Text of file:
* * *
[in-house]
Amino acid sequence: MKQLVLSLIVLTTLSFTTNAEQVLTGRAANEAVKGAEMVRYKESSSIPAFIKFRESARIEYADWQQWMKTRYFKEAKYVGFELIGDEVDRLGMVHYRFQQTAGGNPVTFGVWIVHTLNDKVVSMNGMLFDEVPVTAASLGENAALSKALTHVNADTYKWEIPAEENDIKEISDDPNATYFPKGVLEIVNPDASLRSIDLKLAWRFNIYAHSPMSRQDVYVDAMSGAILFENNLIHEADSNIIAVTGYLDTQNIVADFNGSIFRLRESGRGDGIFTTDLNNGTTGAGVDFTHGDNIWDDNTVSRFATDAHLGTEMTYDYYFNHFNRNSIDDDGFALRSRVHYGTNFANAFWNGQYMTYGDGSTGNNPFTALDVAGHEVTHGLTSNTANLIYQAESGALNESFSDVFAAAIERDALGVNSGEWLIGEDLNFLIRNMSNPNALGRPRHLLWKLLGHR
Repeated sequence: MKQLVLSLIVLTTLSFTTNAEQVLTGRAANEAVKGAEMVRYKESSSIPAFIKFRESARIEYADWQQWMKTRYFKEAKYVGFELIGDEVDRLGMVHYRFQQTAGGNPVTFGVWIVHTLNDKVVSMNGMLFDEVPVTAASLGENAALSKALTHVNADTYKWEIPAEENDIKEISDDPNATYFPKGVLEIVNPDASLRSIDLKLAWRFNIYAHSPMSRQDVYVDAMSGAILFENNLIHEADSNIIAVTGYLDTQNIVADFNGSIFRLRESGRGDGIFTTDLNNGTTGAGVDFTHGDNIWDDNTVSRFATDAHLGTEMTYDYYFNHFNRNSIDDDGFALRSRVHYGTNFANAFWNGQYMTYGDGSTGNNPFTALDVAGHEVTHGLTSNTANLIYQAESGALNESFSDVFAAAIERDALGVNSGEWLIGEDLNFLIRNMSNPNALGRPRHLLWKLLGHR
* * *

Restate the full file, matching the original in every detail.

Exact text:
[in-house]
Amino acid sequence: MKQLVLSLIVLTTLSFTTNAEQVLTGRAANEAVKGAEMVRYKESSSIPAFIKFRESARIEYADWQQWMKTRYFKEAKYVGFELIGDEVDRLGMVHYRFQQTAGGNPVTFGVWIVHTLNDKVVSMNGMLFDEVPVTAASLGENAALSKALTHVNADTYKWEIPAEENDIKEISDDPNATYFPKGVLEIVNPDASLRSIDLKLAWRFNIYAHSPMSRQDVYVDAMSGAILFENNLIHEADSNIIAVTGYLDTQNIVADFNGSIFRLRESGRGDGIFTTDLNNGTTGAGVDFTHGDNIWDDNTVSRFATDAHLGTEMTYDYYFNHFNRNSIDDDGFALRSRVHYGTNFANAFWNGQYMTYGDGSTGNNPFTALDVAGHEVTHGLTSNTANLIYQAESGALNESFSDVFAAAIERDALGVNSGEWLIGEDLNFLIRNMSNPNALGRPRHLLWKLLGHR
Repeated sequence: MKQLVLSLIVLTTLSFTTNAEQVLTGRAANEAVKGAEMVRYKESSSIPAFIKFRESARIEYADWQQWMKTRYFKEAKYVGFELIGDEVDRLGMVHYRFQQTAGGNPVTFGVWIVHTLNDKVVSMNGMLFDEVPVTAASLGENAALSKALTHVNADTYKWEIPAEENDIKEISDDPNATYFPKGVLEIVNPDASLRSIDLKLAWRFNIYAHSPMSRQDVYVDAMSGAILFENNLIHEADSNIIAVTGYLDTQNIVADFNGSIFRLRESGRGDGIFTTDLNNGTTGAGVDFTHGDNIWDDNTVSRFATDAHLGTEMTYDYYFNHFNRNSIDDDGFALRSRVHYGTNFANAFWNGQYMTYGDGSTGNNPFTALDVAGHEVTHGLTSNTANLIYQAESGALNESFSDVFAAAIERDALGVNSGEWLIGEDLNFLIRNMSNPNALGRPRHLLWKLLGHR